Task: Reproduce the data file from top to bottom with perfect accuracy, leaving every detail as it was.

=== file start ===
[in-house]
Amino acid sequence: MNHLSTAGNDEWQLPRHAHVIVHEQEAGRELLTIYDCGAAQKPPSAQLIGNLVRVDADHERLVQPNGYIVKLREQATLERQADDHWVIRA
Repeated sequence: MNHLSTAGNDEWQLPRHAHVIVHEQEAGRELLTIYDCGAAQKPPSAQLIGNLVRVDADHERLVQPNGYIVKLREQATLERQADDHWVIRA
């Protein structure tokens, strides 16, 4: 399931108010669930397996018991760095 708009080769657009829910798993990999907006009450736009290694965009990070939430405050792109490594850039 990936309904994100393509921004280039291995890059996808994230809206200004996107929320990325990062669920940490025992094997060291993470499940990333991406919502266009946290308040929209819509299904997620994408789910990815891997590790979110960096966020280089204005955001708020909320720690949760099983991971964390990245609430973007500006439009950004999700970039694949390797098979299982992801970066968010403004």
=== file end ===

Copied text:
[in-house]
Amino acid sequence: MNHLSTAGNDEWQLPRHAHVIVHEQEAGRELLTIYDCGAAQKPPSAQLIGNLVRVDADHERLVQPNGYIVKLREQATLERQADDHWVIRA
Repeated sequence: MNHLSTAGNDEWQLPRHAHVIVHEQEAGRELLTIYDCGAAQKPPSAQLIGNLVRVDADHERLVQPNGYIVKLREQATLERQADDHWVIRA
């Protein structure tokens, strides 16, 4: 399931108010669930397996018991760095 708009080769657009829910798993990999907006009450736009290694965009990070939430405050792109490594850039 990936309904994100393509921004280039291995890059996808994230809206200004996107929320990325990062669920940490025992094997060291993470499940990333991406919502266009946290308040929209819509299904997620994408789910990815891997590790979110960096966020280089204005955001708020909320720690949760099983991971964390990245609430973007500006439009950004999700970039694949390797098979299982992801970066968010403004």